For many living in Southeast Asia prior to the inception of the Pacific War, Japan loomed large as a potential threat. The Japanese warlords, made up of the Imperial Japanese Navy and Army, were all-too cognizant of their nation’s limited sources of vital raw materials—materials that were primarily located in Western colonial territories in Southeast Asia—and that were essential to continuing the empire’s protracted war against China and realizing the Japanese leaders’ dream of a Pacific Ocean dominated by them.

Kershaw is the kind of historian who does not shy away from the tyranny of historical details. Mingled with his astute overall analyses, Kershaw displays a supreme grasp of the historical details that surround the pivotal decisions that are chronicled in his book. His strong grasp of the details allows Kershaw to paint an authoritative, in-depth, behind-the-scenes look that peels back a whole new layer of meaning and understanding in World War Two studies. The level of familiarity that Kershaw has with his subject-matter is such that you feel as if you have come out of a time warp and are now a fly on the wall during the war’s historic meetings, brainstorms, debates, and conversations, the outcomes of which would shake the foundations of global peace.

Readers may think by now, with the cornucopia of publications that have been written on it since Nazi Germany’s and Imperial Japan’s surrender in 1945, that they know the history of World War Two down to a tee. But Kershaw with his meticulous use of impressive wartime and post-wartime archival sources, coupled with his vast expertise on the conflict, makes the meanings of the wartime leaders’ decisions come out as far more complex and multifaceted than we have come to understand them.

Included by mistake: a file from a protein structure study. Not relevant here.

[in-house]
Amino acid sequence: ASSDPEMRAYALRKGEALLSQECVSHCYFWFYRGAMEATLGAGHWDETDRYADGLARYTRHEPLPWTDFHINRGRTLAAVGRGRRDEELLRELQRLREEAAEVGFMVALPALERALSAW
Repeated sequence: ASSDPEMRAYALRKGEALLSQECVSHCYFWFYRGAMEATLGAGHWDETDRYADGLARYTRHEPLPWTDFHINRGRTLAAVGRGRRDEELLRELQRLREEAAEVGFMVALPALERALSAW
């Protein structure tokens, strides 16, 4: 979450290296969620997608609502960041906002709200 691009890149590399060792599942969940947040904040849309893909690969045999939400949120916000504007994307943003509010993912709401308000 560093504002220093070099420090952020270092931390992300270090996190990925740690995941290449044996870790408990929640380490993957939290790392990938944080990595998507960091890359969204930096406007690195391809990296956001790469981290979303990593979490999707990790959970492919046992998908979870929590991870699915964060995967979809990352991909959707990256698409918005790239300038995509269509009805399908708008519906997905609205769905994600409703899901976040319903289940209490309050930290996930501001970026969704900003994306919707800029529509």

This is particularly true of how different history could have looked today had any one of the “fateful choices” examined in Kershaw’s work had been altered, re-sequenced, re-defined, or tactically or strategically modified to any significant degree. A point that Kershaw makes is that seriously-contemplated alternatives to some of these choices nearly became state policy. These intriguing, what-if propositions would certainly have steered world history in another direction from the one that has been ingrained in what is by now our jaded historical consciousness.

What would have happened had England struck a deal at the outset to avoid war with Hitler? Or if Stalin had heeded the warnings of his intelligence contacts about the impending Nazi invasion of Russia? Or if the United States did not join the war in Europe, as isolationists in the country wanted? Or if Japan had embarked on an attack on the Soviet Union, a move that, in conjunction with Hitler’s Operation Barbarossa, may very well have spelled the doom of the USSR.

Memories of World War Two still flash in the minds of millions of people around the globe. But it is not enough to remember. It is equally important to apprehend the attendant causes of the conflict and to give credit where credit is due, however malevolent or benevolent, to the high-ranking personages who are to be held responsible for the genesis and conduct of the war. Readers should help themselves to the content in Ian Kershaw’s “Fateful Choices” for they will find themselves enriched and totally immersed in one of the most decisive and dramatic historical episodes that mankind has ever known.

ALLEN GABORRO